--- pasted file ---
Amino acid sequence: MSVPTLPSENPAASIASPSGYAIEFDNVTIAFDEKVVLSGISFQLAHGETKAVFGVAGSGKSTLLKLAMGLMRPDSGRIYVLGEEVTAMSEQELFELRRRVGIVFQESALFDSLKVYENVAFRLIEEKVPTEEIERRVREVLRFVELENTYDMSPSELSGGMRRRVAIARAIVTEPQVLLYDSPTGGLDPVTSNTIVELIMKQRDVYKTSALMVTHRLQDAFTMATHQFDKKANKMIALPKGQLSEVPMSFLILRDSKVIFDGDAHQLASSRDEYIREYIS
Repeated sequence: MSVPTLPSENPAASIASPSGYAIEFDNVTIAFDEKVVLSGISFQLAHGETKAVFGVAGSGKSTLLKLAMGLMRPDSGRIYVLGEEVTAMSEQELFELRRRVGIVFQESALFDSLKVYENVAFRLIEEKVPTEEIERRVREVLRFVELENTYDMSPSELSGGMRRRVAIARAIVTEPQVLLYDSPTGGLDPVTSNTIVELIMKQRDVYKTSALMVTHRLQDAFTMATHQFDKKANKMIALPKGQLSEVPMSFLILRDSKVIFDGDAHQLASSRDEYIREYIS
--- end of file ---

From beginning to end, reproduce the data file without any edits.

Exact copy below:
Amino acid sequence: MSVPTLPSENPAASIASPSGYAIEFDNVTIAFDEKVVLSGISFQLAHGETKAVFGVAGSGKSTLLKLAMGLMRPDSGRIYVLGEEVTAMSEQELFELRRRVGIVFQESALFDSLKVYENVAFRLIEEKVPTEEIERRVREVLRFVELENTYDMSPSELSGGMRRRVAIARAIVTEPQVLLYDSPTGGLDPVTSNTIVELIMKQRDVYKTSALMVTHRLQDAFTMATHQFDKKANKMIALPKGQLSEVPMSFLILRDSKVIFDGDAHQLASSRDEYIREYIS
Repeated sequence: MSVPTLPSENPAASIASPSGYAIEFDNVTIAFDEKVVLSGISFQLAHGETKAVFGVAGSGKSTLLKLAMGLMRPDSGRIYVLGEEVTAMSEQELFELRRRVGIVFQESALFDSLKVYENVAFRLIEEKVPTEEIERRVREVLRFVELENTYDMSPSELSGGMRRRVAIARAIVTEPQVLLYDSPTGGLDPVTSNTIVELIMKQRDVYKTSALMVTHRLQDAFTMATHQFDKKANKMIALPKGQLSEVPMSFLILRDSKVIFDGDAHQLASSRDEYIREYIS